The Democratic presidential nominee this fall—whether Sen. Barack Obama or Sen. Hillary Clinton—is going to be flawed.
And this is long before the Republicans and their wild-eyed, right-wing allies unload on either one.
Senator Clinton bears more of the blame than her younger rival. At nearly every crazy turn in this long race, she has behaved as if she is entitled to the nomination come hell or high water.
Clinton's husband has done his part, too, to make things difficult for a Democratic Party that boosted him into the White House for two terms, the latter one seamy.
Patching things up late this summer to run against GOP Sen. John McCain is not going to be easy. The hard feelings continue every day as the two Democrats clash with little or no regard for the damage being done.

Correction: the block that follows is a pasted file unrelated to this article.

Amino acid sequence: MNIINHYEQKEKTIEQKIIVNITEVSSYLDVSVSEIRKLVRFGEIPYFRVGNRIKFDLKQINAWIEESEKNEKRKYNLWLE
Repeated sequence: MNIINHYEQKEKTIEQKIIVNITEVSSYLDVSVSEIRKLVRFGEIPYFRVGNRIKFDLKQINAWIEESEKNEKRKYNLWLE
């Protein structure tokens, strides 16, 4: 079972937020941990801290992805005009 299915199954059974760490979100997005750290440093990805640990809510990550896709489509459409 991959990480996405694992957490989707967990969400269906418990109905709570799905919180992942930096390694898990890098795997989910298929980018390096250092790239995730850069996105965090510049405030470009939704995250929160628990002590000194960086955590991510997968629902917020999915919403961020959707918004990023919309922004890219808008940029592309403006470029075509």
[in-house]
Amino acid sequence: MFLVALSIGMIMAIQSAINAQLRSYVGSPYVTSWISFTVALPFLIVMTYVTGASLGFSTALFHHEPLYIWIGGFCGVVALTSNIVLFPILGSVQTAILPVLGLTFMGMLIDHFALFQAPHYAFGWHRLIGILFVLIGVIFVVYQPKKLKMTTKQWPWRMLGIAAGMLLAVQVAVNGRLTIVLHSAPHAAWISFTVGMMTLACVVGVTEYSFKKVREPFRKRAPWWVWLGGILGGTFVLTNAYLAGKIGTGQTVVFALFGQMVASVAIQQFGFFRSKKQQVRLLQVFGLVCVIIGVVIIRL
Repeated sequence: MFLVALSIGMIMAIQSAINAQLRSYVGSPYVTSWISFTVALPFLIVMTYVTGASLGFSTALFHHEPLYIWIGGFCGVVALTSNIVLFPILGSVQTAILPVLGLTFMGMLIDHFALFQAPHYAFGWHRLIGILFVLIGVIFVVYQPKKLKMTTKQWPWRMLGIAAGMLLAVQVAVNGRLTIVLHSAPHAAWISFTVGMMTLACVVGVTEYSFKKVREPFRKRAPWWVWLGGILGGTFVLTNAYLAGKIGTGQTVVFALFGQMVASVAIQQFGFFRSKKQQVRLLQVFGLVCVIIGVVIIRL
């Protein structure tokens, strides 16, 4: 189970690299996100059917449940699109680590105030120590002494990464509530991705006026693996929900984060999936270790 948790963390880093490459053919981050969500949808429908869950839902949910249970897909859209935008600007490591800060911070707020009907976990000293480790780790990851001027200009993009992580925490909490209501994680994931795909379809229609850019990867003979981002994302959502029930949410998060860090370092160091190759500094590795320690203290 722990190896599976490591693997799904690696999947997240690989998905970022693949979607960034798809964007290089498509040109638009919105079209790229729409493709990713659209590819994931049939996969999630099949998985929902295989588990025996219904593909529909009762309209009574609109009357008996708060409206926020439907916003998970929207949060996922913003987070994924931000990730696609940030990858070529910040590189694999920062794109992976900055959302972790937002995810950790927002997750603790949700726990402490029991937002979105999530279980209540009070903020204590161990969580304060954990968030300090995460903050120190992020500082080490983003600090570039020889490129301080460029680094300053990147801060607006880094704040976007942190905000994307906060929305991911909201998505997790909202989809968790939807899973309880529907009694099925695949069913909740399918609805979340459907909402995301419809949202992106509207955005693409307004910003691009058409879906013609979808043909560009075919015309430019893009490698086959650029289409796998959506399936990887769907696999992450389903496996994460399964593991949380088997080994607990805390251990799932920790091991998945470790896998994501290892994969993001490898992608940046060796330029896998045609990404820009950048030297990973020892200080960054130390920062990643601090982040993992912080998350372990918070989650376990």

Let me cite an episode from that ABC debate in Philadelphia in which Senator Clinton could have made a leap toward peacemaking. When Senator Obama was asked the silly question about not wearing the American flag in his lapel, she should have interrupted and said:
"Stop right there. That is the silliest thing I've ever heard. Senator Obama is a loyal, patriotic American, and so am I. Perhaps the moderators can finally get down to some serious matters?"
Of course, she didn't. She was waiting for a chance to clobber him on some issue like his pastor's controversial sermons.
(I thought we had gotten past the guilt by association in this country after the rampages of GOP Sen. Joseph McCarthy of Wisconsin in the 1950s, but apparently not.)
Obama is not without fault. He has inspired huge numbers of young people, but largely with lofty rhetoric whose only specifics have been promoting "change" from George W. Bush.
The Democrats could still win the presidency in November, but the two senators left standing are not helping much.